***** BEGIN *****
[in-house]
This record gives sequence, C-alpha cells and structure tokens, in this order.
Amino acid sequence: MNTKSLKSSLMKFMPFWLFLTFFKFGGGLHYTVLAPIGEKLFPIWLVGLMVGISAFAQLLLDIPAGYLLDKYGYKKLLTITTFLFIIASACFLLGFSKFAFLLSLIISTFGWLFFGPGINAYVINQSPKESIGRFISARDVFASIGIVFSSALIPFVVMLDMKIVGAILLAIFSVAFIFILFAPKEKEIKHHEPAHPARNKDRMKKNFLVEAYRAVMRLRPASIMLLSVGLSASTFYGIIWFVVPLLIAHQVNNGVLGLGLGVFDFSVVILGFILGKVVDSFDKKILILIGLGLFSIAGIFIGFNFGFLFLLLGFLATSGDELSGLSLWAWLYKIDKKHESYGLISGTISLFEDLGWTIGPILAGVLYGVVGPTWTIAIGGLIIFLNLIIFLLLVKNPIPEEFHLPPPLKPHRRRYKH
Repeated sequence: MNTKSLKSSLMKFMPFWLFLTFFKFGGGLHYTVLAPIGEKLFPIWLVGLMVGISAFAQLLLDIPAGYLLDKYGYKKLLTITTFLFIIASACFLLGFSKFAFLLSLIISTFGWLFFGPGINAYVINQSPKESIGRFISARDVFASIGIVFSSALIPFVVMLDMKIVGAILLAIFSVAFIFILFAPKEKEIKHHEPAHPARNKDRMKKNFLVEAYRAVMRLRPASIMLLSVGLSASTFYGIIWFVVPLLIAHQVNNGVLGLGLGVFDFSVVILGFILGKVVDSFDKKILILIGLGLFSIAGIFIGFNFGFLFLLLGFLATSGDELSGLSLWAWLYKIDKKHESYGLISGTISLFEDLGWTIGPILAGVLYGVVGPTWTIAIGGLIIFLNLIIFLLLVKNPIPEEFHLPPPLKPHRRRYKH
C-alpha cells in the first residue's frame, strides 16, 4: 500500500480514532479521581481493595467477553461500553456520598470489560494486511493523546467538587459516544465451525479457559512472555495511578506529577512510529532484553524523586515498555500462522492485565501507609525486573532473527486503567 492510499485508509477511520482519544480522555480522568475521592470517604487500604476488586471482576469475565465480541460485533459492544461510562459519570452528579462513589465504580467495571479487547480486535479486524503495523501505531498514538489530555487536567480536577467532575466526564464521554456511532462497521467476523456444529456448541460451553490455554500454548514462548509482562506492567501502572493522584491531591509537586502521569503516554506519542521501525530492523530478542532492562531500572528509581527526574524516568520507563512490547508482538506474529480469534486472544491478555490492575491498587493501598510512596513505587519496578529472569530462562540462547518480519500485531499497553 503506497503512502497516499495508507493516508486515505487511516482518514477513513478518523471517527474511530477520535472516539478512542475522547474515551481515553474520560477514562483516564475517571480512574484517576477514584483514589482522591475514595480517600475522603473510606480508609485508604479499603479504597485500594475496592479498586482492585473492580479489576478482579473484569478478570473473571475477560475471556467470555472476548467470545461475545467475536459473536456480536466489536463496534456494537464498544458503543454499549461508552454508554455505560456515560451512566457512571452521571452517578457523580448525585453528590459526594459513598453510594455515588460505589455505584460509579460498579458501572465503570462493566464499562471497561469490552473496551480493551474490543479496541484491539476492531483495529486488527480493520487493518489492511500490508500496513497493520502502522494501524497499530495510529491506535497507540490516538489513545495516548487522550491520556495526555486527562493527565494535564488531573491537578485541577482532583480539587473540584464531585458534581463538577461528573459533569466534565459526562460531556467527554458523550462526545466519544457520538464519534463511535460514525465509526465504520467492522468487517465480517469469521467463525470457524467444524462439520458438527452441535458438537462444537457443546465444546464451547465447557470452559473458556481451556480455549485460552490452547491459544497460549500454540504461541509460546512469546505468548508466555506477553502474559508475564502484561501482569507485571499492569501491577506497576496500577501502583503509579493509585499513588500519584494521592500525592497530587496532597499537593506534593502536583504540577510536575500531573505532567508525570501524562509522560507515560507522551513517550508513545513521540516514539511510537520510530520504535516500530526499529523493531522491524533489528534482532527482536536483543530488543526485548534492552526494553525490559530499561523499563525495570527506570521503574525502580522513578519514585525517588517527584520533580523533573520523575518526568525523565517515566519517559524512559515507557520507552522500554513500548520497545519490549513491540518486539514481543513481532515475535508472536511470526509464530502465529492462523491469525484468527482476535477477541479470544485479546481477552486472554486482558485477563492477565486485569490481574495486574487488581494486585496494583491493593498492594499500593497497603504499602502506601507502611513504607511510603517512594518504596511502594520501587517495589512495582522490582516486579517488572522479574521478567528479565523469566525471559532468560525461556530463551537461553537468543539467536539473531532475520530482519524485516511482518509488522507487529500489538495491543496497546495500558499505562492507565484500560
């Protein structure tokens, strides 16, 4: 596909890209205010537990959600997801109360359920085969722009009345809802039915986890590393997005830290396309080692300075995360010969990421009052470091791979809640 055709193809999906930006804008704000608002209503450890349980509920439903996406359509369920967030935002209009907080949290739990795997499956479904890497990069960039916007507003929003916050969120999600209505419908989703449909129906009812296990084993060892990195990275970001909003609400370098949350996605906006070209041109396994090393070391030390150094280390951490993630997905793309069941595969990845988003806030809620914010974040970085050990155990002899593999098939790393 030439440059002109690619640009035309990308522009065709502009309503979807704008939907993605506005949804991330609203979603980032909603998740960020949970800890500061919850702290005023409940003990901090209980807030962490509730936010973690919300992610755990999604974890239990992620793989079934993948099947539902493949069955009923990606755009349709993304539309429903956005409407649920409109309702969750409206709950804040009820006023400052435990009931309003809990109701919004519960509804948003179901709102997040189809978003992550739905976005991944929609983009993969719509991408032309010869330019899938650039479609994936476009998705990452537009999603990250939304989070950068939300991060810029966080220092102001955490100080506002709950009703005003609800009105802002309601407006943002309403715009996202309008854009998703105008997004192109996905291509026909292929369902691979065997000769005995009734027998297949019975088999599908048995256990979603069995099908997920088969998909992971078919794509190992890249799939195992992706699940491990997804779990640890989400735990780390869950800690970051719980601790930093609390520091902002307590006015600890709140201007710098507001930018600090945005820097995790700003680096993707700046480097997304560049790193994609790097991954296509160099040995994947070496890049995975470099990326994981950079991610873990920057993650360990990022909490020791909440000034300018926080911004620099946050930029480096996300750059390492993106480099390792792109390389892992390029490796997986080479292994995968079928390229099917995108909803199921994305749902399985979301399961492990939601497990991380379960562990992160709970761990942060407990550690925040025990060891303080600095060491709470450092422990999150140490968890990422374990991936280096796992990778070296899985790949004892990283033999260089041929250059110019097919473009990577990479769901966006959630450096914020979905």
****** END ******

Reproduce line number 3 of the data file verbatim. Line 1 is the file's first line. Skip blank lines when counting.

Amino acid sequence: MNTKSLKSSLMKFMPFWLFLTFFKFGGGLHYTVLAPIGEKLFPIWLVGLMVGISAFAQLLLDIPAGYLLDKYGYKKLLTITTFLFIIASACFLLGFSKFAFLLSLIISTFGWLFFGPGINAYVINQSPKESIGRFISARDVFASIGIVFSSALIPFVVMLDMKIVGAILLAIFSVAFIFILFAPKEKEIKHHEPAHPARNKDRMKKNFLVEAYRAVMRLRPASIMLLSVGLSASTFYGIIWFVVPLLIAHQVNNGVLGLGLGVFDFSVVILGFILGKVVDSFDKKILILIGLGLFSIAGIFIGFNFGFLFLLLGFLATSGDELSGLSLWAWLYKIDKKHESYGLISGTISLFEDLGWTIGPILAGVLYGVVGPTWTIAIGGLIIFLNLIIFLLLVKNPIPEEFHLPPPLKPHRRRYKH